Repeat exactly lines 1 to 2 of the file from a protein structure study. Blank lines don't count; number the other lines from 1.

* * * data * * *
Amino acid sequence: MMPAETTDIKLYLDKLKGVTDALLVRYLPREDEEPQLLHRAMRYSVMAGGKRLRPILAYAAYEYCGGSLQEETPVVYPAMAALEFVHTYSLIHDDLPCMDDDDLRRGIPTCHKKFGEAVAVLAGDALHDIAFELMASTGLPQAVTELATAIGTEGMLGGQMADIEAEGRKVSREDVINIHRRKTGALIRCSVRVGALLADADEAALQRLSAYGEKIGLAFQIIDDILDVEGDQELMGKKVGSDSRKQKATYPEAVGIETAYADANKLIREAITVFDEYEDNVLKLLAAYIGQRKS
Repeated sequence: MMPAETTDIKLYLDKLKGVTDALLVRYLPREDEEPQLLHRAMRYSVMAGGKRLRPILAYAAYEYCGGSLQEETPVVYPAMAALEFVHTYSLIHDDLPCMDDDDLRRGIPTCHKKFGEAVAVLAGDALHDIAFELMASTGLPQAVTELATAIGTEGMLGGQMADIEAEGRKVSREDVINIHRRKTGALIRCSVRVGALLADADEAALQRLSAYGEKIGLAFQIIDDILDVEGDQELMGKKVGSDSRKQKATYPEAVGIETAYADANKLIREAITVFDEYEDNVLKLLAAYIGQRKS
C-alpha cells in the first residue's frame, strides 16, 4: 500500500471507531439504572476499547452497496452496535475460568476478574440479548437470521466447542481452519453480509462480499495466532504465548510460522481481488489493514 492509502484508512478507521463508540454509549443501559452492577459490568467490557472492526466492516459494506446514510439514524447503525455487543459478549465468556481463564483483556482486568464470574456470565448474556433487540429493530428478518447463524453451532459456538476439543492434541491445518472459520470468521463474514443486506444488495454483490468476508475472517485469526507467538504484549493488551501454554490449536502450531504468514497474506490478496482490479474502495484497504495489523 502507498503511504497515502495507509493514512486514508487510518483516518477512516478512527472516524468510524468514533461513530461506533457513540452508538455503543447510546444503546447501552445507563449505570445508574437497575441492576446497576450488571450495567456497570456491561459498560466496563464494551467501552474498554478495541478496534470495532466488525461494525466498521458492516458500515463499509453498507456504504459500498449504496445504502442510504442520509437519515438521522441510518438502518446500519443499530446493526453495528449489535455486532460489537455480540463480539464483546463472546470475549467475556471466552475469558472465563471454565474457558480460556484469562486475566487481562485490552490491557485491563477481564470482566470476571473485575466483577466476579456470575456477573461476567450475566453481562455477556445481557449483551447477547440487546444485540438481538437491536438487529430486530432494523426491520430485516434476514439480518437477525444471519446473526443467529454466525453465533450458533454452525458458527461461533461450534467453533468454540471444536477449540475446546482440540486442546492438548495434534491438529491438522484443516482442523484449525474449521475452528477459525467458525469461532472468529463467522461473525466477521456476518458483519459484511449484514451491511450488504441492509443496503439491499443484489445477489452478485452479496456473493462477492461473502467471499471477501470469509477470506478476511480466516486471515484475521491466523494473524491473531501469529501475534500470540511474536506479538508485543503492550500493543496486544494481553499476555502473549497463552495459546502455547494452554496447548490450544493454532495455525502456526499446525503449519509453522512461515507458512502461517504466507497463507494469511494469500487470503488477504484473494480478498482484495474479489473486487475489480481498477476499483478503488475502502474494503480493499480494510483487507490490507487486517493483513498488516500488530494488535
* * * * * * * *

Amino acid sequence: MMPAETTDIKLYLDKLKGVTDALLVRYLPREDEEPQLLHRAMRYSVMAGGKRLRPILAYAAYEYCGGSLQEETPVVYPAMAALEFVHTYSLIHDDLPCMDDDDLRRGIPTCHKKFGEAVAVLAGDALHDIAFELMASTGLPQAVTELATAIGTEGMLGGQMADIEAEGRKVSREDVINIHRRKTGALIRCSVRVGALLADADEAALQRLSAYGEKIGLAFQIIDDILDVEGDQELMGKKVGSDSRKQKATYPEAVGIETAYADANKLIREAITVFDEYEDNVLKLLAAYIGQRKS
Repeated sequence: MMPAETTDIKLYLDKLKGVTDALLVRYLPREDEEPQLLHRAMRYSVMAGGKRLRPILAYAAYEYCGGSLQEETPVVYPAMAALEFVHTYSLIHDDLPCMDDDDLRRGIPTCHKKFGEAVAVLAGDALHDIAFELMASTGLPQAVTELATAIGTEGMLGGQMADIEAEGRKVSREDVINIHRRKTGALIRCSVRVGALLADADEAALQRLSAYGEKIGLAFQIIDDILDVEGDQELMGKKVGSDSRKQKATYPEAVGIETAYADANKLIREAITVFDEYEDNVLKLLAAYIGQRKS